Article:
|City of Elwood|
|• Mayor||Todd Jones (D)|
|• Total||3.97 sq mi (10.28 km2)|
|• Land||3.97 sq mi (10.28 km2)|
|• Water||0.00 sq mi (0.00 km2)|
|Elevation||860 ft (262 m)|
| • Estimate |
|• Density||2,115.42/sq mi (816.80/km2)|
|Time zone||UTC-5 (EST)|
|• Summer (DST)||UTC-4 (EDT)|
|GNIS feature ID||434144|
Elwood is a city in Madison and Tipton counties in the U.S. state of Indiana. The Madison County portion, which includes most of the city, is part of the Anderson, Indiana Metropolitan Statistical Area, while the small portion in Tipton County is part of the Kokomo, Indiana Metropolitan Statistical Area. The population was 8,614 at the 2010 census.
A post office was established under the name Duck Creek in 1855, was renamed to Elwood in 1869, and has been operating since.
Elwood was the site of a great political event on August 17, 1940. The Republican National Committee held a formal notification ceremony to recognize Elwood-born Wendell Willkie as its nominee for President of the United States to run against Franklin Roosevelt. Held at Callaway Park on the outskirts of town, the ceremony drew 150,000 people for what would become the largest political rally in American history at the time. People came in 60,000 automobiles, 63 special trains, 300 Pullmans, and 1,200 buses. The Indiana University band led a parade in which 249 other bands also marched in the procession. When Willkie stepped onto the platform, the crowd cheered him for ten minutes before he could begin his speech. However, oppressive heat and Willkie's underwhelming, flat speech left many disappointed by the end of the day.
The annual Glass Festival, held every third weekend of August, is one way in which the city tries to promote the area's history with natural gas and glass. In the years surrounding the turn of the century, Elwood, along with the nearby towns of Anderson and Gas City, was a common destination for Welsh immigrant families.
Elwood is located at (40.274109, -85.838047).
According to the 2010 census, Elwood has a total area of 3.77 square miles (9.76 km2), all land.
|U.S. Decennial Census|
As of the census of 2010, there were 8,614 people, 3,455 households, and 2,265 families living in the city. The population density was 2,284.9 inhabitants per square mile (882.2/km2). There were 4,099 housing units at an average density of 1,087.3 per square mile (419.8/km2). The racial makeup of the city was 96.7% White, 0.2% African American, 0.2% Native American, 0.3% Asian, 1.0% from other races, and 1.5% from two or more races. Hispanic or Latino of any race were 3.3% of the population.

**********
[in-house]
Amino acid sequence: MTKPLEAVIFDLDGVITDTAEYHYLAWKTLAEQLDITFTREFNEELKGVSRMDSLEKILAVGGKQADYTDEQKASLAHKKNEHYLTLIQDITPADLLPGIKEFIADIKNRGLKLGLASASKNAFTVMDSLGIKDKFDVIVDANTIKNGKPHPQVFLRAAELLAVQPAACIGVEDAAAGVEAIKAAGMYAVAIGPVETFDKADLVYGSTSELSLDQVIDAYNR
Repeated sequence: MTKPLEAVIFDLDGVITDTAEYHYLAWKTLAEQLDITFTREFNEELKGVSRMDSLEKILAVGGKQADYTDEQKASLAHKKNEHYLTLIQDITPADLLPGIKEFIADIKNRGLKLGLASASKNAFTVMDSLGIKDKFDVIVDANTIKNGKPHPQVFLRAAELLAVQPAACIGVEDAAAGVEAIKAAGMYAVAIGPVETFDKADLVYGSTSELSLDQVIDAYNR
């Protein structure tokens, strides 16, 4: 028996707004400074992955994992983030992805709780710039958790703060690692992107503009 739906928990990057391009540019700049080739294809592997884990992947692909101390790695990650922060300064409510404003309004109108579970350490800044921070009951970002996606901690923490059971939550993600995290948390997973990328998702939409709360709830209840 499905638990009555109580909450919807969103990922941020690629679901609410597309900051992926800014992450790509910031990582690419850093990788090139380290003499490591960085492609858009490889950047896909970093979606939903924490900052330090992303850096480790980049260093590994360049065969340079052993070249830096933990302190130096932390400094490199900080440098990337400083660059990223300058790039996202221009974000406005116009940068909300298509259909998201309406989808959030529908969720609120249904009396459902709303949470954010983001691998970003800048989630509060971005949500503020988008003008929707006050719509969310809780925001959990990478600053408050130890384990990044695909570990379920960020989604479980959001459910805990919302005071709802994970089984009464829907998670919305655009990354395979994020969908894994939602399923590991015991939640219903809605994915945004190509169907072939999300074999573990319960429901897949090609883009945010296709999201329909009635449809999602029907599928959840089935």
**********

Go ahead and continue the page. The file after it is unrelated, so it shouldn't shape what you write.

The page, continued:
There were 3,455 households, of which 33.1% had children under the age of 18 living with them, 44.8% were married couples living together, 14.8% had a female householder with no husband present, 6.0% had a male householder with no wife present, and 34.4% were non-families. 28.6% of all households were made up of individuals, and 12.5% had someone living alone who was 65 years of age or older. The average household size was 2.49 and the average family size was 3.02.
The median age in the city was 38.6 years. 25.2% of residents were under the age of 18; 8.5% were between the ages of 18 and 24; 24.1% were from 25 to 44; 28.1% were from 45 to 64; and 14.1% were 65 years of age or older. The gender makeup of the city was 48.7% male and 51.3% female.
As of the census of 2000, there were 9,737 people, 3,845 households, and 2,660 families living in the city. The population density was 2,743.1 people per square mile (1,059.0/km2). There were 4,179 housing units at an average density of 1,177.3 per square mile (454.5/km2). The racial makeup of the city was 98.33% White, 0.05% African American, 0.12% Native American, 0.25% Asian, 0.05% Pacific Islander, 0.68% from other races, and 0.52% from two or more races. Hispanic or Latino of any race were 1.64% of the population.